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My Sphere of Influence – In the face of crisis, where do I begin? recognising our unique opportunities to take action

Emma Gardner Headshot

Written by Dr Emma Gardner

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We only have to switch on the news to see a snapshot of the huge amount of suffering happening in our world right now. It can at times be overwhelming.  It is no wonder that we often feel powerless, hopeless, and unsure of what differences we can tangibly make to create a better world – how can I alone solve these huge problems?

The good news is that we are not alone, and each of us are blessed with certain gifts, circumstances, jobs, relationships, finances, skills, situations etc., all which give us a unique way to make change. We have been made for a purpose, and we have been given all the tools we need to make that purpose happen – in a world of 7.6 billion unique people, all able to make their own differences in the world, it is comforting to remember that we are a part of a bigger picture; a picture in which we have an important and necessary part to play.

Our own circumstances, abilities and relationships are what make up our personal “sphere of influence” – our space in the world where we absolutely have an effect. We may not think about it often, but the way we live our lives has a huge impact on those around us.

"Understand your sphere of influence and control" written over a photograph of the Laudato Si' Garden

An important starting place for all our action is to consider our own circumstances and to look at the places in our lives that we can have the biggest impact. This could be through the people we know, through our jobs, our parishes, our finances, our shopping choices, or even just in the way that we interact with others. I encourage you all to take some time to determine what your spheres of influence are – where are you called to make the biggest difference and how has God equipped you to do that?

Once we’ve considered that, the whole task of changing the world is a lot less daunting! We can appreciate the impact of our actions and begin to make changes that make our own lives (and therefore the world) more sustainable. Small positive actions can have a huge impact through the people and places we influence, which then leads on to the people and places we help.

"Saint Therese of Lisieux invites us to practise the little way of love, not to miss out on a kind word, a smile or any small gesture which sows peace and friendship. An integral ecology is also made up of simple daily gestures which break with the logic of violence, exploitation and selfishness.”

Pope Francis, Laudato Si' 230

Here are some ideas that you might want to take forward and apply to your own lives. Think about how each of these actions personally apply to you, and what ways you can amplify their impact through your own sphere of influence:

  1. Calculate your carbon footprint

Use free online tools such as Carbon Independent or Eco Passenger to help you understand what areas of your live might need prioritise for action. Then think about where you can influence change in your communities – can you lead something in your parish?

  1. Learn

We are always able to learn more, no matter where we are on our life journey. There is so much information out there: research, watch documentaries, listen to podcasts, follow social media – especially accounts of scientists and environmental organisations, subscribe to newsletters.  Stay up to date with recent news on the state of our natural world.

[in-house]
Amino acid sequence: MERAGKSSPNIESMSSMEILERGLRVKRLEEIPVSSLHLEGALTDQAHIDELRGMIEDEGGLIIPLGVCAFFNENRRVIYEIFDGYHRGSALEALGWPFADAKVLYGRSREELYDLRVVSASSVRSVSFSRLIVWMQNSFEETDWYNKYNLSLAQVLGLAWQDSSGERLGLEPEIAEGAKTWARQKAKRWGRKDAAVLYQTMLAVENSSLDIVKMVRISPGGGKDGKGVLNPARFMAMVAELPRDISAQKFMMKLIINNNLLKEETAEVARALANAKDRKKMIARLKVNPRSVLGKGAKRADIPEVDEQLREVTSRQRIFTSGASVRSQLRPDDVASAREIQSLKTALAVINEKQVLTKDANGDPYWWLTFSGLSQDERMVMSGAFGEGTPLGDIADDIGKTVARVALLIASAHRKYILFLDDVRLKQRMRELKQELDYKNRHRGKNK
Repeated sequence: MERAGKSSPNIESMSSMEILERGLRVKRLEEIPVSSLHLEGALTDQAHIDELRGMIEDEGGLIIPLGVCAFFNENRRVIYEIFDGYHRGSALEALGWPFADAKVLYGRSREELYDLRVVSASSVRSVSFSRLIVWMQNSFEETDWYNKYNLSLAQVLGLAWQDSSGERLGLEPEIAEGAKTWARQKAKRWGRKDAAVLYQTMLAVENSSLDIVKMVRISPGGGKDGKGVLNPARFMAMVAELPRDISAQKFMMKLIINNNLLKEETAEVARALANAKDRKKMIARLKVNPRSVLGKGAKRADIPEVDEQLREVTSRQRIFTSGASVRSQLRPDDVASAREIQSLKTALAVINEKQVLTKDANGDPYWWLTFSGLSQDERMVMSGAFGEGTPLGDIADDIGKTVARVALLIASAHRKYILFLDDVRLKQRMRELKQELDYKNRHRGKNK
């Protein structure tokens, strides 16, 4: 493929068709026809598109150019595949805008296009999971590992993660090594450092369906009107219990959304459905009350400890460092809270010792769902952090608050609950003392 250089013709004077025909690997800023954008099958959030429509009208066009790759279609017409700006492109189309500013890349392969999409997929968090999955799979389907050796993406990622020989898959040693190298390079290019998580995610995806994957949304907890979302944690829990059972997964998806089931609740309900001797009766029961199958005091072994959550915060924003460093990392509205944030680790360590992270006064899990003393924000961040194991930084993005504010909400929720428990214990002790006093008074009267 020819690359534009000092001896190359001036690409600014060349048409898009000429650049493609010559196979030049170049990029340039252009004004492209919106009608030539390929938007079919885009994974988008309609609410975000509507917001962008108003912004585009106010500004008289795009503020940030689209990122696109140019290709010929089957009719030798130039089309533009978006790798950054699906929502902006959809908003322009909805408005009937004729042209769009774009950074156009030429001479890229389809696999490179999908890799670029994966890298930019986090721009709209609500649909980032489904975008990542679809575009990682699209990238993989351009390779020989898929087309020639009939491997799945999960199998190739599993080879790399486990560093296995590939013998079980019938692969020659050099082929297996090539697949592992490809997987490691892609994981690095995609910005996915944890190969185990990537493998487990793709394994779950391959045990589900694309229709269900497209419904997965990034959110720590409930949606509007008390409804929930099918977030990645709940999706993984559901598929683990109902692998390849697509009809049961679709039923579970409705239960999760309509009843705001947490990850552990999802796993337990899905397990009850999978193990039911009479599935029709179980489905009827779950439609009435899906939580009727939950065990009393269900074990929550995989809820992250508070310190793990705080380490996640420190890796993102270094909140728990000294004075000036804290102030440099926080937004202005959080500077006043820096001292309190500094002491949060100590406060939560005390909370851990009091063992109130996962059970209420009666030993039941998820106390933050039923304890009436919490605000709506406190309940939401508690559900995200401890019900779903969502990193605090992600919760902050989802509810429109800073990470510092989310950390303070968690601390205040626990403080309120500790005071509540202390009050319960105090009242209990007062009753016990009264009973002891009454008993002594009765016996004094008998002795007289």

1. Use your voice

Talk to your priest, your family, your community, your MP, your friends, neighbours, your manager, and colleagues and get them to make positive changes too. Contact the brands you buy from and ask them to tell you how their products are sourced. Speak up, speak to everyone, and make your voice heard.

  1. Reduce

Understand your energy and water use and find ways to reduce the amount you use and more importantly how much you waste and do not use. Reduce your waste: refuse what you do not need (e.g., excess packaging), reuse, compost, recycle and donate items to charity.

  1. Question your purchases

Everything we buy/use has an environmental footprint.  Where you can, prioritise reuse, repurpose, repair, share.  When buying something ask yourself whether you really need it. Marketing is very clever and often leads us to think we need a particular item when we do not.  However, if you do need something, be informed in your choice. What you purchase is more than an economic choice but an environmental, social, and political choice too.  This also includes the services you purchase and where you put your money, your investments. 

  1. Food

The food we eat is a major driver of the climate and ecological crisis.  Learn about where your food comes from.  Choose a plant-based diet or reduce your meat intake, eat seasonally and locally, reduce food waste.

  1. Space

Make space for nature, for growing your own food, for wildlife in your garden – no matter what the size, the right plants and some water will help wildlife flourish.  Make space in your day for the environment, for walking, cycling, and sharing ideas and stories.

  1. Be kind to yourself

Above all, stay positive and remind yourself that you are not alone. Don’t be afraid of making mistakes and seek guidance when you are unsure. You can only do what is within your own power and influence, so concentrate on the impact you can have and trust that it is hugely important and valuable.

Emma Gardner Headshot

About the Author

Dr Emma Gardner is the Head of Environment for the Diocese of Salford, spearheading their Guardians for Creation project. She also manages the flagship Laudato Si’ Centre at Wardley Hall.

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